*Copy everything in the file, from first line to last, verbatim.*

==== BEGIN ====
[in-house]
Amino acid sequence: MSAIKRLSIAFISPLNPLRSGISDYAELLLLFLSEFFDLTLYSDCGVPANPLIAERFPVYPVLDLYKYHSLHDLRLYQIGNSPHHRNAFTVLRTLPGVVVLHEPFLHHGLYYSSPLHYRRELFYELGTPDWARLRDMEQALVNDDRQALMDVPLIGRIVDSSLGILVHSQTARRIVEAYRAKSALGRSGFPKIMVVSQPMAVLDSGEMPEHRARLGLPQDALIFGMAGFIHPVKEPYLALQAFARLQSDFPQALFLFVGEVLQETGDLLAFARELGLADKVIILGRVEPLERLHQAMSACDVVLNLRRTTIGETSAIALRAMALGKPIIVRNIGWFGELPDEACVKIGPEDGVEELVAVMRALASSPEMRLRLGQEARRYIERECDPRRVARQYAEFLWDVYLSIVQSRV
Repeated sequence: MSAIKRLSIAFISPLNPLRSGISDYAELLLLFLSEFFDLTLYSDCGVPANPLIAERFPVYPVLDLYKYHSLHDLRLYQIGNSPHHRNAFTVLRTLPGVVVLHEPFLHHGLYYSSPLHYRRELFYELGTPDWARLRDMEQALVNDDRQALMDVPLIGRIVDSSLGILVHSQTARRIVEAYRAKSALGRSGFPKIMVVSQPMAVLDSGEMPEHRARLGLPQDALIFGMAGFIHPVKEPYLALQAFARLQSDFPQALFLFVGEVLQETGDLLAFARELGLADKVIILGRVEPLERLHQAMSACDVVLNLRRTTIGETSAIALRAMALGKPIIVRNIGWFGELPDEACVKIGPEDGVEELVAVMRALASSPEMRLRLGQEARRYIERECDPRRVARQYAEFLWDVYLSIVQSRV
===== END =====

[in-house]
Amino acid sequence: MSAIKRLSIAFISPLNPLRSGISDYAELLLLFLSEFFDLTLYSDCGVPANPLIAERFPVYPVLDLYKYHSLHDLRLYQIGNSPHHRNAFTVLRTLPGVVVLHEPFLHHGLYYSSPLHYRRELFYELGTPDWARLRDMEQALVNDDRQALMDVPLIGRIVDSSLGILVHSQTARRIVEAYRAKSALGRSGFPKIMVVSQPMAVLDSGEMPEHRARLGLPQDALIFGMAGFIHPVKEPYLALQAFARLQSDFPQALFLFVGEVLQETGDLLAFARELGLADKVIILGRVEPLERLHQAMSACDVVLNLRRTTIGETSAIALRAMALGKPIIVRNIGWFGELPDEACVKIGPEDGVEELVAVMRALASSPEMRLRLGQEARRYIERECDPRRVARQYAEFLWDVYLSIVQSRV
Repeated sequence: MSAIKRLSIAFISPLNPLRSGISDYAELLLLFLSEFFDLTLYSDCGVPANPLIAERFPVYPVLDLYKYHSLHDLRLYQIGNSPHHRNAFTVLRTLPGVVVLHEPFLHHGLYYSSPLHYRRELFYELGTPDWARLRDMEQALVNDDRQALMDVPLIGRIVDSSLGILVHSQTARRIVEAYRAKSALGRSGFPKIMVVSQPMAVLDSGEMPEHRARLGLPQDALIFGMAGFIHPVKEPYLALQAFARLQSDFPQALFLFVGEVLQETGDLLAFARELGLADKVIILGRVEPLERLHQAMSACDVVLNLRRTTIGETSAIALRAMALGKPIIVRNIGWFGELPDEACVKIGPEDGVEELVAVMRALASSPEMRLRLGQEARRYIERECDPRRVARQYAEFLWDVYLSIVQSRV